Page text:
In the 19th. century, rope-making businesses were set up along the street, hence its name. At the time, ropes were widely used by bullock carts and shipping companies.
There used to be a street flea market along Rope Walk, but it has since been moved west to Lorong Kulit off Dato' Keramat Road.
Today, the shophouses and more modern buildings along Rope Walk are mostly occupied by hardware businesses, as well as a handful of classy boutique hotels. A number of shophouses along the street have also been acquired by Singaporeans, leading to the street being dubbed Little Singapore.
Rope Walk was so named due to the rope-making activities along the street in the 19th. century. At the time, ropes were made of coconut husk fibres that were spun across many girders along the street.
The Hokkiens also called the street Phah Soa Hung, meaning 'rope-weaving alley'.
As 19th. century George Town was also rife with hostilities between Chinese secret societies, Rope Walk was known as Gi Hok Kay in Hokkien and Yi Fuk Kai in Cantonese, both meaning 'the street of Teochew Ghee Hok Secret Society'.
Rope-making businesses were set up along Rope Walk in the 19th. century, hence its name. At the time, ropes were in great demand by bullock cart owners and shipyards. Ropes made of coconut husks were spun and woven using the many girders along the street, and were then delivered to the port by handcarts and bullock carts.
Towards the late 19th. century, as rivalries between secret societies intensified, most of these rope-spinners and cart-drivers joined the White Flag (Bendera Putih in Malay) Secret Society. The White Flag, which consisted of Malay, Indian and Javanese members, was based within the Rope Walk Mosque (Masjid Pintal Tali in Malay).
During the Penang Riots in 1867, the White Flag, then led by Tuan Chee, allied itself with Ghee Hin, a Hokkien-dominated secret society which was also headquartered within the Meng Eng Soo Temple at Rope Walk.
However, by 1900, the Muslim congregation at the Rope Walk Mosque were split into two camps. The dissenting camp eventually established the Prangin Road Mosque at the southern junction between Rope Walk and Prangin Road.
For most of the 20th. century, Rope Walk was a working-class neighbourhood. A daily flea market also used to operate along the street; it has since been relocated to Lorong Kulit off Dato' Keramat Road.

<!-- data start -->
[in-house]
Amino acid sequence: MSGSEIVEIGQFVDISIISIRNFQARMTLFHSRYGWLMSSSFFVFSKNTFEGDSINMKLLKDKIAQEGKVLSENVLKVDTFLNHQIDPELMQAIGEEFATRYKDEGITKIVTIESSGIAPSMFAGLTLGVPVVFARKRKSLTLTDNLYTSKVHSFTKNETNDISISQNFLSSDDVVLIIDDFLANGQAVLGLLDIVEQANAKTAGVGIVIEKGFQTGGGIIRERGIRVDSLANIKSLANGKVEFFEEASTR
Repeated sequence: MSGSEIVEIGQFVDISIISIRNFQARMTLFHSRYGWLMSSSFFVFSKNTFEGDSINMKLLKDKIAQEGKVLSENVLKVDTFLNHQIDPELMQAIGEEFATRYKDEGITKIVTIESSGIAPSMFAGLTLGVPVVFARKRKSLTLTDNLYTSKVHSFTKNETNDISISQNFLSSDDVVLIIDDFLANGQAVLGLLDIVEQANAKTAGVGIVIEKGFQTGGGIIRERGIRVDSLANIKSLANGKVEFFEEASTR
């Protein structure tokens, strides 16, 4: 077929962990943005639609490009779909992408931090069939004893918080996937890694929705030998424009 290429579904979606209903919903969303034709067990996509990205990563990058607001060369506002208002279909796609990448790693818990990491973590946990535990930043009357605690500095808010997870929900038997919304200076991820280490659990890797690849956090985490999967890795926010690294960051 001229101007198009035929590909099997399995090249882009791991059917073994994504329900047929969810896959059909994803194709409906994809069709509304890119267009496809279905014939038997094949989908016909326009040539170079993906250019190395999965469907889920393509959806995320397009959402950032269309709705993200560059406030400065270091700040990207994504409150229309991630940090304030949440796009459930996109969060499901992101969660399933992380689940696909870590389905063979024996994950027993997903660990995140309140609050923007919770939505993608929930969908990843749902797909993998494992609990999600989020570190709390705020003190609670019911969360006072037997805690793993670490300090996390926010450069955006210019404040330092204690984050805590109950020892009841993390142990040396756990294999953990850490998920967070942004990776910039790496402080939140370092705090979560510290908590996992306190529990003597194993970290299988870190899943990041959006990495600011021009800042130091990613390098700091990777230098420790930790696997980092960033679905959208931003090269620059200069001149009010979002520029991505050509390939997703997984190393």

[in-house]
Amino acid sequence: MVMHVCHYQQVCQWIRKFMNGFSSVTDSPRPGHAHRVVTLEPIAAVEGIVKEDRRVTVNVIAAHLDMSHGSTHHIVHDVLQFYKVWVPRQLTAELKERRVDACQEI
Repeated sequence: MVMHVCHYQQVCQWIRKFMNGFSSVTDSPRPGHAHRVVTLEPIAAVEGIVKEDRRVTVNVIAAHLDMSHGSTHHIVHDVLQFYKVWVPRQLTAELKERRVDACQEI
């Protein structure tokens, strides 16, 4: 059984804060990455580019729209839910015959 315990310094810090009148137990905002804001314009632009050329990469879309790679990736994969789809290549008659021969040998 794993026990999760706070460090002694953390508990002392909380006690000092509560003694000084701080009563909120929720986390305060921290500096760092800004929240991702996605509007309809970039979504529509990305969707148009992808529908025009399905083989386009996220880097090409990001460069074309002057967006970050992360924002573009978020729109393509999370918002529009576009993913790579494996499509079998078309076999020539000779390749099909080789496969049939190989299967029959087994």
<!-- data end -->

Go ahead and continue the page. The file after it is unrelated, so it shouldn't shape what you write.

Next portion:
Today, most of the businesses along Rope Walk specialise in hardware. The inclusion of Rope Walk as a George Town UNESCO World Heritage Site in 2008 has also led to increased heritage conservation efforts, while a few shophouses along the street have been refurbished and converted into opulent boutique hotels.More recently, a row of shophouses near the southern end of Rope Walk has been purchased and spruced up by Singaporeans. Due to the similarities in appearance with the restored shophouses in Singapore, these shophouses gave Rope Walk its new moniker - Little Singapore. A side effect of this has been the skyrocketing rental rates around the area.
- Meng Eng Soo Temple
- Rope Walk Mosque
- Prangin Road Mosque
- 1881 Chong Tian Hotel
- Le Dream Boutique Hotel
- Rope Walk Guesthouse
The Rope Style wrought iron sculpture has been placed just north of the junction between Rope Walk and Kimberley Street. A reflection of the street's past, its description is as follows.
Rope Walk was named after the rope making activities on the street.
- Pak Hock Coffee Shop
- Leong Kee Dim Sum Restaurant
- Sri Malaya Restaurant
- Le Dream Skybar
Penang State Government
Northern stretch between Chulia Street and Campbell Street
N.26 Padang Kota State Assemblyman : Chow Kon Yeow (Democratic Action Party)
Southern stretch between Campbell Street and Prangin Road
N.28 Komtar State Assemblyman : Teh Lai Heng (Democratic Action Party)
Malaysian Federal Parliament
P.049 Tanjong Member of Parliament : Ng Wei Aik (Democratic Action Party)
- Khoo S.N., 2007. Streets of George Town, Penang. Areca Books.